College / Professional
Fantasy Variations on ,"Scarborough Fair," for six cellos (op.23) was composed in 2004. The English folk song Scarborough Fair dates back to the Middle Ages and was popularized by Simon & Garfunkel in the 1960's. The original writer of this folk ballad is unknown, and early on the song was sung by traveling bards. The Faire at Scarborough was an important trading fair that lasted about 45 days in late summer. The song's refrain, "Parsley, sage, rosemary and thyme" had special meaning because the herbs represented not only the powers of healing, but also the ideals symbolized by courtly romantic love in the same way that red roses might do so today.
The tune interested me because of its beauty and sense of longing which is inherent in its "Dorian" modal sound. I originally thought of just making a straight forward arrangement of the piece, but the more I worked with the tune, the more it played in my imagination, so I decided to try and make some interesting variations on it. Not only does the melancholy nature of the song fit the sound of cellos, but I also found that elaboration suited the technical capabilities of the instrument (my wife Terri, who is a cellist, was a big help here!). The piece is comprised of: an introduction and theme - followed by five complete variations - a return theme and ending. There are also several transition areas interspersed throughout, which often draw on the tune. I was inspired to use a preexisting tune as the basis for a piece, by going back and listening to some of the works by my teacher and mentor Fisher Tull. He composed many pieces utilizing preexisting ancient melodies. The revitalizing of old melodies is a process that I believe is appropriate for a composer to undertake. - Steve D. Matchett 8/3/2006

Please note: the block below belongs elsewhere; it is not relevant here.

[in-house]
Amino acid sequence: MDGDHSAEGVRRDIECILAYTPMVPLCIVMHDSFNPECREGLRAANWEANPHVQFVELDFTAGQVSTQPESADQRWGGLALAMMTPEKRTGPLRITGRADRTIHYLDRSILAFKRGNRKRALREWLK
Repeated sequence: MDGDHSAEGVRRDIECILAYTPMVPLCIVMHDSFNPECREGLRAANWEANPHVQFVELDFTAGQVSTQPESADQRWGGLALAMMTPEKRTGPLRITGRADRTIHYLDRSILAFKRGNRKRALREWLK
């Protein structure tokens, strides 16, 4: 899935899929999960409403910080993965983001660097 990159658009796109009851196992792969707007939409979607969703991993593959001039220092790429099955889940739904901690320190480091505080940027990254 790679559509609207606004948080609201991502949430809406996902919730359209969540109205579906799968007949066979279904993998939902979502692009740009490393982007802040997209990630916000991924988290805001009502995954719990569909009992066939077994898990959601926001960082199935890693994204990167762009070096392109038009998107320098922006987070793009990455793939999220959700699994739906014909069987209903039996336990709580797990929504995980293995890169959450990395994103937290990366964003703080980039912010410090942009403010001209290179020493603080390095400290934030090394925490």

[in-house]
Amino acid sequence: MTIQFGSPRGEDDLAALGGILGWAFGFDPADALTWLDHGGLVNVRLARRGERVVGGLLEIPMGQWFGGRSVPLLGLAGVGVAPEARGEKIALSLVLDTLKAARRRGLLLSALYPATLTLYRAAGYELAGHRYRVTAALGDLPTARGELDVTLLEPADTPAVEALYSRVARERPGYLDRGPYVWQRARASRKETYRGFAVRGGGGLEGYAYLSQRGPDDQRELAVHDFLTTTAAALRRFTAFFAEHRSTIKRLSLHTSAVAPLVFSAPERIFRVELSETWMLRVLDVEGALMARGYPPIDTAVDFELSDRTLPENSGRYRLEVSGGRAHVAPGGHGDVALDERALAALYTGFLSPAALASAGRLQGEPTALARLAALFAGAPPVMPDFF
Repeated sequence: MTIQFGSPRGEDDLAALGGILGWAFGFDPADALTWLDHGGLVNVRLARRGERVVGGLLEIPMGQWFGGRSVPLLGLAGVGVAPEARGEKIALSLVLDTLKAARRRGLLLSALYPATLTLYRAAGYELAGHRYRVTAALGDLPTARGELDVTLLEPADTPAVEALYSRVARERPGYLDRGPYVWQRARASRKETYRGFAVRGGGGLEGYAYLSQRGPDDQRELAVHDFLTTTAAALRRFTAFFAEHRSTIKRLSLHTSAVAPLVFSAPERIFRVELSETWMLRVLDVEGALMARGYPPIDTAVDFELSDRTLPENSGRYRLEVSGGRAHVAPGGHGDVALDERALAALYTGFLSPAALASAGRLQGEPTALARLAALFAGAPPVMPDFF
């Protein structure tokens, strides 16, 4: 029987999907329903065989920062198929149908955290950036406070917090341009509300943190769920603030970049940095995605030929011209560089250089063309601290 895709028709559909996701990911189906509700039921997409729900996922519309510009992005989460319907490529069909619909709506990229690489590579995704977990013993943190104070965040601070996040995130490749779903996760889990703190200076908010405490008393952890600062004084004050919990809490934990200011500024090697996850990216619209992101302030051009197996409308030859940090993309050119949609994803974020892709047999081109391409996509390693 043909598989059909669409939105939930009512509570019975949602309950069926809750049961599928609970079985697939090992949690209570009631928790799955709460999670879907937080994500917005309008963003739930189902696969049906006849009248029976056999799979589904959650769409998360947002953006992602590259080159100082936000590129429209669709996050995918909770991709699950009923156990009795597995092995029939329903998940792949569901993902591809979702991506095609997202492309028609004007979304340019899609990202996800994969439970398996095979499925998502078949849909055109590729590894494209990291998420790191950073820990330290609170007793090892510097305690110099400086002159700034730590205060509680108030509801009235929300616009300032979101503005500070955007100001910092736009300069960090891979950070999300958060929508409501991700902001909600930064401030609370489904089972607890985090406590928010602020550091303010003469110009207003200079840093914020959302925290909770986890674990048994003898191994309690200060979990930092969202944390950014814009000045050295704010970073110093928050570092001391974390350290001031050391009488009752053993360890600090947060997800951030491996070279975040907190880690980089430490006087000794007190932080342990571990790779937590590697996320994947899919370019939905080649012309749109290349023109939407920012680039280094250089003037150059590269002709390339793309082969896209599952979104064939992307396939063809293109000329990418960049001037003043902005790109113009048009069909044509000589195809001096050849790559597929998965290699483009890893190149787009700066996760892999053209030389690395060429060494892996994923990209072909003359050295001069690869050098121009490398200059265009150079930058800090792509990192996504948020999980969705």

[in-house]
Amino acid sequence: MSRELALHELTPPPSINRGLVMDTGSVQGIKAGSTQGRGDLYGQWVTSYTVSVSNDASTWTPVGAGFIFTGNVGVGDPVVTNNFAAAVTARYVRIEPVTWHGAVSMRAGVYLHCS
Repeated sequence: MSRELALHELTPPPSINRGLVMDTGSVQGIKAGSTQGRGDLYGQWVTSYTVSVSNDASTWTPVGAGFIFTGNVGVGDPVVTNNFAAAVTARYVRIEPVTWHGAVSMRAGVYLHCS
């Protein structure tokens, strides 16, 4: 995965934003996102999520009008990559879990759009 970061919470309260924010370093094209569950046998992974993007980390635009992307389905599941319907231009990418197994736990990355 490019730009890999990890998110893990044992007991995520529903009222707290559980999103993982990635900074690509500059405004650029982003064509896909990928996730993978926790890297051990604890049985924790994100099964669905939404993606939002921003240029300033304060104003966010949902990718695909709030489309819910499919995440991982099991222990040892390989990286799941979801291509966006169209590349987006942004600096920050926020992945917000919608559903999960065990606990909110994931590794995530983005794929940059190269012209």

"This is a fun and very accesible work to add to your cello ensemble library, composed by a tuba player married to a cellist. The parts are well balanced for a variety of playing levels. The variations are rhythmically interesting, following the style of Old English folk tunes. Students will enjoy playing a more popular tune, and many technical ideas such as upper position intonation, shifting, and general ensemble playing can be addressed in the process of learning this piece." - Amy Catron Flores, American String Teacher Journal, Vol. 58, No. 1, Feb. 2008
Composed in 2004. Premiered January 21, 2006 by the HASSA Cello Choir conducted by the composer, at Rice Temple Baptist Church, Houston, TX, USA.
Instrumentation: 6 vlc.
Timing: 11' 30"
Publisher: Gulf Wind Music Press
© 2006 - 2009 Gulf Wind Music Press
last revised January 18, 2009